Thanks to the Internet, people all over the world can have access to whatever information they desire. But is it always a good idea to trust what you read, especially where serious matters such as health are concerned? The World Wide Web is brimming with health and medical information and many people take it at face value, which can sometimes have grave consequences. A team of US researchers from Cleveland-based University Hospitals Case Medical Center conducted a study into the quality and accuracy of online information on vertebroplasty, concluding that the overall picture is far from reassuring.
Vertebroplasty is a procedure involving the injection of a special medical-grade cement mixture into a fractured vertebra. There is heated debate over the efficacy of this procedure so it is extremely important that patients base their treatment decision on complete and accurate information. However, they should not rely on Internet sites for self-education.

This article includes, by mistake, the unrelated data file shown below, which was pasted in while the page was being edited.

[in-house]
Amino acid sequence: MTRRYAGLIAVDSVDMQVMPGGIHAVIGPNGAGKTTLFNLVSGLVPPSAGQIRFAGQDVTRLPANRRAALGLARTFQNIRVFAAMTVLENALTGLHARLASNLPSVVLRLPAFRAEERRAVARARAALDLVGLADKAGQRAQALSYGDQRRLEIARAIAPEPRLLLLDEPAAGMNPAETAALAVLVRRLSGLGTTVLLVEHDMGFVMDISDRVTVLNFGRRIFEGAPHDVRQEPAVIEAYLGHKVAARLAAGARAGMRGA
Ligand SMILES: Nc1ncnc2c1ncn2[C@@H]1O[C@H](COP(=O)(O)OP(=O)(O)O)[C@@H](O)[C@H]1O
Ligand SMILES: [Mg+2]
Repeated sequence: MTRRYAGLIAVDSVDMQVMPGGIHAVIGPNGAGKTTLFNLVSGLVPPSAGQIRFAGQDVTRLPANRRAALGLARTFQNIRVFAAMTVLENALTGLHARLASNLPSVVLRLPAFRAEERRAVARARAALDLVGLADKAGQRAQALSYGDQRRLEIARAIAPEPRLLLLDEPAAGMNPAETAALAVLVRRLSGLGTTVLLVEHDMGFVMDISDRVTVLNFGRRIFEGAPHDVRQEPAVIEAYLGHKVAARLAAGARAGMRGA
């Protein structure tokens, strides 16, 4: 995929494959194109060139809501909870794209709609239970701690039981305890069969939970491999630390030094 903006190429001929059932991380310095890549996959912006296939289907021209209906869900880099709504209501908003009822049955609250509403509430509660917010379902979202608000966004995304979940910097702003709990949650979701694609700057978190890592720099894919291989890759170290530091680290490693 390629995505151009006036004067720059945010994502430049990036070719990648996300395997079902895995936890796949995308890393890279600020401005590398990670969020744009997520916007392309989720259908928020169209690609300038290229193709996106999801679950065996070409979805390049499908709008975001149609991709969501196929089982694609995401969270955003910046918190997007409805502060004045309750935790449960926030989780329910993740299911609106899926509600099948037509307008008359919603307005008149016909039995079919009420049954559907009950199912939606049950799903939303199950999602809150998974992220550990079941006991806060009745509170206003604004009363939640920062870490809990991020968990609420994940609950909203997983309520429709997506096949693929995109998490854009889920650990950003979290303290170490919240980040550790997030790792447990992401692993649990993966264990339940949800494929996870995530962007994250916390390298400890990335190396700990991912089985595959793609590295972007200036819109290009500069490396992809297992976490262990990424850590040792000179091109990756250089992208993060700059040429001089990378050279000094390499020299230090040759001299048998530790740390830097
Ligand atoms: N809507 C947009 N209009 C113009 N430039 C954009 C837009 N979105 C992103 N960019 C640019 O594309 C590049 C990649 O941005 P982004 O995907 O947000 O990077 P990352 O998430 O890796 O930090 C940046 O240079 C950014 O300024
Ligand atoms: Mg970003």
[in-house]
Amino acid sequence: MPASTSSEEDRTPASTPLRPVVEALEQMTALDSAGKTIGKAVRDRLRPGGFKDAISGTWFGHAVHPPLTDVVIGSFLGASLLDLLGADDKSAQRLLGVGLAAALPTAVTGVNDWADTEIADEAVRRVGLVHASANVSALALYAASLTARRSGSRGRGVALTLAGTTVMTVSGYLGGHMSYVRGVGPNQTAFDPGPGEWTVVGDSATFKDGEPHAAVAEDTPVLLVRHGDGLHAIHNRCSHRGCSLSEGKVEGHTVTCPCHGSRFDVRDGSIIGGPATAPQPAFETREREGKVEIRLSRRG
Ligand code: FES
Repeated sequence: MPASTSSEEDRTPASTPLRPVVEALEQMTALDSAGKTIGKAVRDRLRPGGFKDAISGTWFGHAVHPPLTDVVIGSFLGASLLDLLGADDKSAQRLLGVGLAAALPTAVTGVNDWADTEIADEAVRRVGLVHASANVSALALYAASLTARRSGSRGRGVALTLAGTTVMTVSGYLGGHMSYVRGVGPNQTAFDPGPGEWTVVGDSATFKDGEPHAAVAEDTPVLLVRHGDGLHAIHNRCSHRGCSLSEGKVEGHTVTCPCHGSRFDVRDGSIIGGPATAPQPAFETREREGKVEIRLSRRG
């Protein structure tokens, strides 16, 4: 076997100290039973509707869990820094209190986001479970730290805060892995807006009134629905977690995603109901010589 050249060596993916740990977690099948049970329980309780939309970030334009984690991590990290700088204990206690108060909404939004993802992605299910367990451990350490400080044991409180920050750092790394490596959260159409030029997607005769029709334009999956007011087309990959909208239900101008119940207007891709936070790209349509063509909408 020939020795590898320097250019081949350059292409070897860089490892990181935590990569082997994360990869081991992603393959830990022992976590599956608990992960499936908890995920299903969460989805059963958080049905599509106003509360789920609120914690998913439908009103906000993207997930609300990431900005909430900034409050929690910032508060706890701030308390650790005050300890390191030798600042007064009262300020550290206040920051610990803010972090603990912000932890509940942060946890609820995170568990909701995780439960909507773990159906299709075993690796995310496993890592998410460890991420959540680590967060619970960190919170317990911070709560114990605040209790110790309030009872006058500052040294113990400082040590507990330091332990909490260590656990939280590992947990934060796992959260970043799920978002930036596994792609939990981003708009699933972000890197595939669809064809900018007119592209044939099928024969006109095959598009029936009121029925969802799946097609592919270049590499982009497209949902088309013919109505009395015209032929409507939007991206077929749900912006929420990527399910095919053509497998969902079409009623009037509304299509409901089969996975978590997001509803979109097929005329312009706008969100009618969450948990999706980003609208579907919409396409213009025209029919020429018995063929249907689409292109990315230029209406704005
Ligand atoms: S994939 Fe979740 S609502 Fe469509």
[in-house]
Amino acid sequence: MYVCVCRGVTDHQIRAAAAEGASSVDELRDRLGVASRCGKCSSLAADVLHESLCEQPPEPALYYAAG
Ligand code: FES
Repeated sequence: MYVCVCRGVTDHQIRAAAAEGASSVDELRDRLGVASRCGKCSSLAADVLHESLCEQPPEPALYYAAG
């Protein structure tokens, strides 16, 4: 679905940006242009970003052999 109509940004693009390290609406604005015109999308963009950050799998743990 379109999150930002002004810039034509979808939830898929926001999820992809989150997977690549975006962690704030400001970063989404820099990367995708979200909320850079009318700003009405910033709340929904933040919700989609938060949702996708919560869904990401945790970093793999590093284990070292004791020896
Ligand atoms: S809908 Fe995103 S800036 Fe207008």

Led by T. Barrett Sullivan, the research team studied 105 websites providing information about vertebroplasty. They concluded that not only was the information inadequate but it could mislead patients because the websites tended to highlight the benefits of the procedure rather than the risks. Using criteria such as site authorship or sponsorship, content, references cited and contact details, the researchers rated the websites as “excellent”, “high”, “moderate”, “low” or “unacceptable.” Information quality and accuracy was rated “excellent” for only 7% of the websites. Worryingly, 57% of the sites were flagged as providing “unacceptable” information. While every website detailed the benefits of vertebroplasty, only 53% made any mention of potential risks. In addition, just 51% provided information about alternative treatments and a mere 27% cited peer-reviewed sources.